Scientists from the CDF and DZero collaborations at the U.S. Department of Energy's Fermilab have combined Tevatron data from the two experiments to advance the quest for the long-sought Higgs boson. They have presented their results on August 3rd at the International Conference on High Energy Physics in
The Standard Model of Particles and Forces--the theoretical framework for particle physics--predicts the existence of a particle, the Higgs boson, that interacts with other particles of matter to give them mass. The mechanism by which particles acquire different mass values is unknown, and finding evidence for the existence of the Higgs boson would address this fundamental mystery of nature.
In this plot the solid black line is above the "95% CL" blue line in a small mass range around 170 Gev/c2. This indicates that the existence of a Higgs boson in this mass range is excluded with a 95% probability.
Combining results from the two collider experiments effectively doubles the data available for analysis by experimenters and allows each experimental group to cross check and confirm the other's results. "These results mean that the Tevatron experiments are very much in the game for finding the Higgs," said Pier Oddone, director of Fermilab. In the near future, the Fermilab experimenters expect to test more and more of the available mass range for the Higgs.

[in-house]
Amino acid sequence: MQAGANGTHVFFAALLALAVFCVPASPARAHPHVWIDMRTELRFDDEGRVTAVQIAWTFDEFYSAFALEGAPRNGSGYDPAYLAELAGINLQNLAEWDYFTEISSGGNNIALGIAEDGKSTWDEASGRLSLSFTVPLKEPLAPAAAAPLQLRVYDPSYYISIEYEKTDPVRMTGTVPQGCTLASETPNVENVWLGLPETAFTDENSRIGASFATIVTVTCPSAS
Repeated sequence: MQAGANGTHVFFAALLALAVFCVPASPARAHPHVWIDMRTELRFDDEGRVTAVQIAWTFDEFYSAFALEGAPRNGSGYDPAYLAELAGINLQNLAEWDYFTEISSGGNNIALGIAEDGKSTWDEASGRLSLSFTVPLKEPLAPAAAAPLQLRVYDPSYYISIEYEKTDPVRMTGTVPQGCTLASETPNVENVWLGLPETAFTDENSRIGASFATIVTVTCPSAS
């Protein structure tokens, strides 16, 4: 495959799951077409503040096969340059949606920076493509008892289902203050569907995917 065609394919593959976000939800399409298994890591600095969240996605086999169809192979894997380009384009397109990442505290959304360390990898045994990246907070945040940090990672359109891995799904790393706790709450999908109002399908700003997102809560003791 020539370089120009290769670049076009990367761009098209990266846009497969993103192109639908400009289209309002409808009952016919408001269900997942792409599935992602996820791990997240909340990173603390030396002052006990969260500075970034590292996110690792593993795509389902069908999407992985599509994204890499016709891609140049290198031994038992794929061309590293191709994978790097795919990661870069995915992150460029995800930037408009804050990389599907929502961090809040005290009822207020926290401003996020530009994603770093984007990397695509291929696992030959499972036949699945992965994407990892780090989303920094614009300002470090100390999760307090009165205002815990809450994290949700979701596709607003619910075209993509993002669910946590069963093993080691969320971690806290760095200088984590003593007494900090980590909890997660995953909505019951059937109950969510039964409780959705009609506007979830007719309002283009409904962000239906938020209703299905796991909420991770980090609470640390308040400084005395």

The CDF and DZero experiments each comprise some 600 physicists from universities and laboratories from around the world. CEA Irfu/SPP and CNRS IN2P3 teams play an important role in search for Higgs boson in D0 experiment and then in result combination. Currently, Fermilab’s plans call for the Tevatron experiments to continue operating through 2010. In that time, both groups expect to double their analysis data sets, improving their chances to observe the Higgs.
Scientists expect operations to begin at the Large Hadron Collider at CERN, in